It's something visitors notice too - the sense that people look after each other and really care for this wonderful area.
At the heart of every Dales community is an army of volunteers, from young school children going to sing at an old folks' home, to people like my mother who's 79 but actively involved in helping others who're older or less healthy, volunteering in the local community office and baking hundreds of scones a year for various events.
Where-ever you are in the Yorkshire Dales, what-ever time of day, it's highly likely that not far away at least one person will be volunteering, and making life better in some way. Many of the roles fulfilled by volunteers are invisible. You might not always see the people who clean their local church or village hall. You probably won't know whether the staff in libraries are volunteers or paid staff. Some are more visible: making cakes for a fund-raising sale, collecting for some good cause, or stewarding an event.
You may be surprised at the extent of the community services run by volunteers and communities. National media often highlight Hawes as one of the most self-sufficient places in Britain. There are many examples of similar activities around the Dales but Hawes is certainly a prime example. Councillor John Blackie* has been a huge influence, developing a local partnership to maintain a vibrant community. He spearheaded the take-over of the Hawes Petrol Station to save it from closure. Now it's run by part-time staff and volunteers. The Little White Bus was launched in 2011, and now has a fleet of 10 minibuses, relying on over 50 volunteer drivers. Some community-led services arise out of necessity, but are possible because those initiating them know they'll have support from others.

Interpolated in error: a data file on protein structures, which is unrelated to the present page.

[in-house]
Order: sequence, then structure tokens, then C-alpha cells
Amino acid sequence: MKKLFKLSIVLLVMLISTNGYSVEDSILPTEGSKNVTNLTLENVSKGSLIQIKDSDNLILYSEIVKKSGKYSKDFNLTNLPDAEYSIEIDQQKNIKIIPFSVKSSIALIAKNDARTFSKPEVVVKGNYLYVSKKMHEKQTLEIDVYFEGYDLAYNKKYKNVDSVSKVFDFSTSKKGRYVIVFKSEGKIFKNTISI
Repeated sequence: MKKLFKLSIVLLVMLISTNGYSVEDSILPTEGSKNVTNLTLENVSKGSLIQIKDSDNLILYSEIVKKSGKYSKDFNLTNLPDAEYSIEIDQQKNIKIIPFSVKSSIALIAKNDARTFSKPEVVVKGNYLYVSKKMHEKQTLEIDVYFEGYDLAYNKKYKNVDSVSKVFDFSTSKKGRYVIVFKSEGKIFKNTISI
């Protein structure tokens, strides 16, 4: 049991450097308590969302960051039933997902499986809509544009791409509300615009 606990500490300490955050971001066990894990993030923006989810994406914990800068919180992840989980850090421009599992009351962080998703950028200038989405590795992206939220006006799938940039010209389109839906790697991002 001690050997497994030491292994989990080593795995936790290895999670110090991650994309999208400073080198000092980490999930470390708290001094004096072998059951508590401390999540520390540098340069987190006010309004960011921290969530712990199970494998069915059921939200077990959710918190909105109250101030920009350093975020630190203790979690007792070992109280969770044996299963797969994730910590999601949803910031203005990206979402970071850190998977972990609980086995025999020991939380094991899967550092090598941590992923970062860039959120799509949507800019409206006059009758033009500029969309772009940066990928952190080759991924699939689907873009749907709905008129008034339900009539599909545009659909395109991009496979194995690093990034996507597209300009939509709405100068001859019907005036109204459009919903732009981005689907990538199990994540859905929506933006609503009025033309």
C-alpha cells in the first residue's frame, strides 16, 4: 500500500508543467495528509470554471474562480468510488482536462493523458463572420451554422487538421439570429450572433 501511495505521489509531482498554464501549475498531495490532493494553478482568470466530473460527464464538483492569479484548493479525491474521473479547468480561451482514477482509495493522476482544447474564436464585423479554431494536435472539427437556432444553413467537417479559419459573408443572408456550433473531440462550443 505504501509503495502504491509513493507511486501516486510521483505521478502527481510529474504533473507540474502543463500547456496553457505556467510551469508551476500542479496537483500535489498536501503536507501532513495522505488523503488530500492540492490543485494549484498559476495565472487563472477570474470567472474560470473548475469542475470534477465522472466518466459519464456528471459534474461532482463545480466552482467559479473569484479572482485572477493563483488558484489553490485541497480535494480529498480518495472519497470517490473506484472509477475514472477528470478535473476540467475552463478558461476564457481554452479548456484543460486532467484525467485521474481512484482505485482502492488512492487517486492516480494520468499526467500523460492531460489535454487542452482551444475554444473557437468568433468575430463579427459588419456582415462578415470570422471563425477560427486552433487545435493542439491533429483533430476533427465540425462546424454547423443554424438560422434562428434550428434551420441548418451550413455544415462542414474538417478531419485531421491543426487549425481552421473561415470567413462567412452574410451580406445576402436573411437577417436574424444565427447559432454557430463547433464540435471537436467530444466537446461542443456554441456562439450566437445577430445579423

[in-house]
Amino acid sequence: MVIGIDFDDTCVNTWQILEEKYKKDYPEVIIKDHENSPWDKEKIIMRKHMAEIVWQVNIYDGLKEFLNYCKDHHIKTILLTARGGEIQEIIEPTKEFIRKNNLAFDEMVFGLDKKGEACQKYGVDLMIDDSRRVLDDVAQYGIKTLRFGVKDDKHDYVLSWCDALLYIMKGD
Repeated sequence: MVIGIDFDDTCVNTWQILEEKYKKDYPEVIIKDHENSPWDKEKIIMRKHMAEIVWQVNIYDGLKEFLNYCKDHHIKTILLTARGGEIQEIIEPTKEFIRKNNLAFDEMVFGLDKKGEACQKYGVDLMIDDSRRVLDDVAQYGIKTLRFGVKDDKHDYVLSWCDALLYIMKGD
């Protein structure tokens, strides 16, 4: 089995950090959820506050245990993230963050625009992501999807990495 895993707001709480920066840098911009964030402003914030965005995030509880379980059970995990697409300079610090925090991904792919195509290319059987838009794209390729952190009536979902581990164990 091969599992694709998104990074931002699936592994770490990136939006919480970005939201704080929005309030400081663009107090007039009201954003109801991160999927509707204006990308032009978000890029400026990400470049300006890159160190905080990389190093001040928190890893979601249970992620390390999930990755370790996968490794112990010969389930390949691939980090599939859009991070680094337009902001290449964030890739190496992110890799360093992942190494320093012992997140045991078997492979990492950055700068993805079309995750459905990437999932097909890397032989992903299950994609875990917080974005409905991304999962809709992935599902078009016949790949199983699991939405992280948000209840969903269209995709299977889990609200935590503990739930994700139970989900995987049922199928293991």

Volunteers are at the heart of many community events, putting on countless country shows, festivals and other events. They do it because they want to support their village hall, church, school or other organisation but sometimes it's for services they're unlikely to use themselves such as Mountain Rescue.
Volunteers benefit too - they develop skills, and friendships through these activities, and feel spurred on to do more, creating ever stronger links within their community. Over time people become known for a particular skill - Ian will help with the sign boards, Mary will bake the scones, Jim's good at organising the play. Participants in community events have their own role too - Beccy never says no to a car boot sale, the vicar's known for liking an extra slice of cake...
The sense of community is instilled from a young age, with children recognising and greeting their neighbours and becoming part of their lives. When I was little my mother taught me to always say smile and say hello to people, especially if they were older. That smile and greeting may be someone's only social interaction that day. Those hellos lead to conversations and friendships slowly grow. I passed on that advice to my daughter who's now 18 and it feels like she has dozens of grand parents. So many people still ask what she's doing and how she is, remembering her from when she saw them on her way to and from primary school.
There's a lovely collective memory in communities like ours, with space for each kind of personality and way of looking at life. I think there's a tolerance not always present in towns, because each person is known as an individual not just a label. As people age and can no longer do what they once did, the community remembers, and recognises it's now their turn to return favours and take care of those who've done so much.
The sense of community is incredibly uplifting, but it needs feeding and encouraging so if you're visiting and see a collection box, a cake sale, an event please do support it.
* I planned a different blog today but decided to write this one because John Blackie died yesterday (13th July). You can hear all about him and what he achieved on this podcast. I hope his legacy is that people will recognise the difference individuals can make, and step up to volunteer in any way they can.